The fat monkees have arrived!

A very dear friend delivered twins on Sunday afternoon. The babies are doing great, but she had an extremely difficult pregnancy. With the help of various medications and twelve weeks of bed rest they were born full term at 38 weeks. They didn’t even require a trip to the NICU. I quickly ran over to the hospital during my lunch hour to see everyone. I’ve been an aunt for almost 18 years, but it was the first time I held newborn twins. I was completely mesmerized by them. Twenty fingers and twenty toes! What a gift.

Becoming pregnant in the first place was a real challenge for my friend. After a long, frustrating year of trying to conceive naturally, her OB/GYN recommended that she speak to an infertility specialist. She and her husband were told that she was a candidate for IVF (in vitro fertilization). They educated themselves about the process, cost, and risks associated. They weighed the benefits and decided to go for it. I learned a lot from their experience and found some useful websites that guided my understanding of what they were going through such as http://www.path2parenthood.org/and http://www.sart.org/

By the way…she had a boy and a girl! How cool is that? And I should probably explain the title of this post, too. Well, it’s a nickname we lovingly assigned the babies before they were born. Throughout her pregnancy my friend managed to maintain her sense of humor even under the most demanding circumstances. I truly believe that’s what got her through this whole thing. Trying to keep her mind off the threat of delivering too soon,  we would joke around and say that she was going to end up with the chubbiest and most hyper kids. Thus, the name Fat Monkees emerged.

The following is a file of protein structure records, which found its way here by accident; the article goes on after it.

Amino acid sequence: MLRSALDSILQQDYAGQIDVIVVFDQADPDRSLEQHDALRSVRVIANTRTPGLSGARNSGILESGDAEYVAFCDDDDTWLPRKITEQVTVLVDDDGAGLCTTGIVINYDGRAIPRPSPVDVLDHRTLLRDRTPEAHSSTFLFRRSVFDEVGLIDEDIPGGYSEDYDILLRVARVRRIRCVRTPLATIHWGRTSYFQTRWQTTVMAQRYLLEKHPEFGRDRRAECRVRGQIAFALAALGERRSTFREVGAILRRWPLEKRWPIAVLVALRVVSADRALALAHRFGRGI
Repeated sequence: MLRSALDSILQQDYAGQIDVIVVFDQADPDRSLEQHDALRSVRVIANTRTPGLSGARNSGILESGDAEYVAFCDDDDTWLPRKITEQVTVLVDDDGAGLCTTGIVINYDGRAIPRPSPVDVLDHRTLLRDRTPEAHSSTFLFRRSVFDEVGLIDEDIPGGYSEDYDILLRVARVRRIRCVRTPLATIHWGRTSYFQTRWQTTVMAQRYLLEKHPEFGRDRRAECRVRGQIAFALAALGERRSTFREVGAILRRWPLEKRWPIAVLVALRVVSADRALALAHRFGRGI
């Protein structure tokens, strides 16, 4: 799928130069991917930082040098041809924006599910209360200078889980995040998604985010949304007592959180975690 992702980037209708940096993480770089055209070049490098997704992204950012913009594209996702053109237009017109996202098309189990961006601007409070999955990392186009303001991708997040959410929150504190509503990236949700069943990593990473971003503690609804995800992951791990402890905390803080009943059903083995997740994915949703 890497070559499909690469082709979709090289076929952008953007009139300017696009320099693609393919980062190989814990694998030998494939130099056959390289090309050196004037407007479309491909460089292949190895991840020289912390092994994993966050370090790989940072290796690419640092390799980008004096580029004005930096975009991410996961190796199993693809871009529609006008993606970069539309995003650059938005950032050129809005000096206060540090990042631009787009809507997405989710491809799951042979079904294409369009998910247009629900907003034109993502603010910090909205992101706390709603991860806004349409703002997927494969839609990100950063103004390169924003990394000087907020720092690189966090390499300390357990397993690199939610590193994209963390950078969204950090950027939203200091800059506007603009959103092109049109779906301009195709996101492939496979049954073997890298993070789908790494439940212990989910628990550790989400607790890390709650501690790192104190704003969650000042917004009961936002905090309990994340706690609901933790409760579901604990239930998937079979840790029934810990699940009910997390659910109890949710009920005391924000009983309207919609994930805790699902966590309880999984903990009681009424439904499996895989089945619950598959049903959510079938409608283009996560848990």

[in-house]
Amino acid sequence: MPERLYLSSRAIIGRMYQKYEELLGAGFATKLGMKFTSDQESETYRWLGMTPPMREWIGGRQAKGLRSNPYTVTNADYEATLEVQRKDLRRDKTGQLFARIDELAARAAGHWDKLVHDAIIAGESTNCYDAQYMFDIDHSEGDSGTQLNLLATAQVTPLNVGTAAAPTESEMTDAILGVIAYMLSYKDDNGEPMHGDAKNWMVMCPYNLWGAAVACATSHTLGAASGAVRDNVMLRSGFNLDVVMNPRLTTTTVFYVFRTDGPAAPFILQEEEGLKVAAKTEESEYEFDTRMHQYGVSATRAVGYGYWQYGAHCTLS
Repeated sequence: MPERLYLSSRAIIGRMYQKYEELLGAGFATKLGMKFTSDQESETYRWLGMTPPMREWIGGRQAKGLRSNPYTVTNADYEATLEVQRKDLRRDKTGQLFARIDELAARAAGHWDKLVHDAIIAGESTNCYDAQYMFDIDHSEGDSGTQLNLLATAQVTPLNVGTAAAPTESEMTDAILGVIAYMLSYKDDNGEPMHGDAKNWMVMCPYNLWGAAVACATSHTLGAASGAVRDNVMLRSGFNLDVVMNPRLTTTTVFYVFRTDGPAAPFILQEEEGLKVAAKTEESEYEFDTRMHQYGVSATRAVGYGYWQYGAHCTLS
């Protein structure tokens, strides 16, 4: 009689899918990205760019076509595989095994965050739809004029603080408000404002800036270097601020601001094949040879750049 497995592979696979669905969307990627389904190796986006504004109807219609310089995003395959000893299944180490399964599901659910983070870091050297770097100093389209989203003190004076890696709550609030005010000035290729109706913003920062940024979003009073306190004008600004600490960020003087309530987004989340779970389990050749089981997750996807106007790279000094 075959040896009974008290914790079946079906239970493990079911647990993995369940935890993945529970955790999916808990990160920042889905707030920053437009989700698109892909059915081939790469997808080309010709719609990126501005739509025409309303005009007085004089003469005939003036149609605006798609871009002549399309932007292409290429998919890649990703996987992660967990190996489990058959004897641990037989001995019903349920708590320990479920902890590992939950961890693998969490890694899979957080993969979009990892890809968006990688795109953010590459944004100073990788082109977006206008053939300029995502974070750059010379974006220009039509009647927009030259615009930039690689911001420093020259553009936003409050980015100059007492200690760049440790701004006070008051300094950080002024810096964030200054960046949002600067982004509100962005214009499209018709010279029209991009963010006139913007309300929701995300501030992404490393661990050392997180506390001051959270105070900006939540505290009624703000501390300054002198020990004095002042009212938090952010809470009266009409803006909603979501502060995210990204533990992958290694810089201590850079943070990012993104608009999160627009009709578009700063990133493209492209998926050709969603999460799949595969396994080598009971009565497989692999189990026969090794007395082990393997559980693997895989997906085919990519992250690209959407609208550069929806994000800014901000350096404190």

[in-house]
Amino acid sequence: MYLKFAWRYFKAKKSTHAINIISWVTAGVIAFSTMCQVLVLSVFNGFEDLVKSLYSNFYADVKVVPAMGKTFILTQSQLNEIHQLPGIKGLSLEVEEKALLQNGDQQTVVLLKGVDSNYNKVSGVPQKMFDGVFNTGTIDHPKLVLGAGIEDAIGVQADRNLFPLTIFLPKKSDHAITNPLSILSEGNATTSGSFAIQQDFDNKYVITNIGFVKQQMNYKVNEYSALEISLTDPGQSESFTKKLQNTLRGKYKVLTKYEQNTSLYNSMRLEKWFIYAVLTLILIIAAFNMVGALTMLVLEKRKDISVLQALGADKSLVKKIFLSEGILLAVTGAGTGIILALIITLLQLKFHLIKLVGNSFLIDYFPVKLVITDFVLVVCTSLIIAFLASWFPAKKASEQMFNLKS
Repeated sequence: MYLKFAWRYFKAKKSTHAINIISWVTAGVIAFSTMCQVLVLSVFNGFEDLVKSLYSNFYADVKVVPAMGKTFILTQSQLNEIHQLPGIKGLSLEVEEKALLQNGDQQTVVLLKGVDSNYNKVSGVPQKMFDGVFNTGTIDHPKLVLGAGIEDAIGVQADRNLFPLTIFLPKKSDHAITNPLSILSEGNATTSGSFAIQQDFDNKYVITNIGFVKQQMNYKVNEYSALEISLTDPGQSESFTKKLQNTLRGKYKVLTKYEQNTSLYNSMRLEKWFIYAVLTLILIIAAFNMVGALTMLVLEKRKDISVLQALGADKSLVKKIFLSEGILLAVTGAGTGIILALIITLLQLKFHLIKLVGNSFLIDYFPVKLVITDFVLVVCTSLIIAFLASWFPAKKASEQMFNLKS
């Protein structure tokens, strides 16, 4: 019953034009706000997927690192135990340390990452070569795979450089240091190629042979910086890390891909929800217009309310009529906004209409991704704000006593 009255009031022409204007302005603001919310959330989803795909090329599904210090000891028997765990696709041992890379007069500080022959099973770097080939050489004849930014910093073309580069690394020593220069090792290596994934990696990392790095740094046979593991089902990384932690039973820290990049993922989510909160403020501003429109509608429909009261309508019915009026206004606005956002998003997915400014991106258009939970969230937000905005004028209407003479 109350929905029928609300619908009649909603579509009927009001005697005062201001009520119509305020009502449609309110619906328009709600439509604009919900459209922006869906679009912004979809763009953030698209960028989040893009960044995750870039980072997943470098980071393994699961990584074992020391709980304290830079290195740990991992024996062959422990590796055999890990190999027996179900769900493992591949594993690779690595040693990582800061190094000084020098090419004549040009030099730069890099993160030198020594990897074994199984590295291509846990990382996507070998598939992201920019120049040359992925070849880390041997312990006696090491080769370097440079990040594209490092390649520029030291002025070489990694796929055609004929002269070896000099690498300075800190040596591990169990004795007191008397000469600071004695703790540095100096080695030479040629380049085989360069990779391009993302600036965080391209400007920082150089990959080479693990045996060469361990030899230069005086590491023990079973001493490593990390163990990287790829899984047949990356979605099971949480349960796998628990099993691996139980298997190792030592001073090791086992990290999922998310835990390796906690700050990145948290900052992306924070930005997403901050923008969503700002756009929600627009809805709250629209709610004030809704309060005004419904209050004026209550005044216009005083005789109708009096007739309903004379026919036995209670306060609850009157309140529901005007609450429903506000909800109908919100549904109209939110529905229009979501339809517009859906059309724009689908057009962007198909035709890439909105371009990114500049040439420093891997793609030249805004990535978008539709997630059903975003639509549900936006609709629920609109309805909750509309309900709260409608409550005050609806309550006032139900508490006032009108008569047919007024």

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2 Responses to “The fat monkees have arrived!”

  1. Sandy Says:

    LOL. Love the Fat Monkee story. Twins certainly are on the rise with IVF. At least it appears that way at the mall.

  2. Anne Says:

    Hi Sandy,
    You’re right! In the past two decades, the number of multiple births in the U. S. has increased dramatically. About one-third of the increase in multiple pregnancies is due to the fact that more women over age 30 are having babies. Women in this age group are more likely than younger women to conceive multiples.

    The remainder of the increase is due to the use of fertility-stimulating drugs and assisted reproductive techniques (ART), such as in vitro fertilization (IVF).

    I’m glad you enoyed the post and thanks for your comment.

    Best,
    Anne

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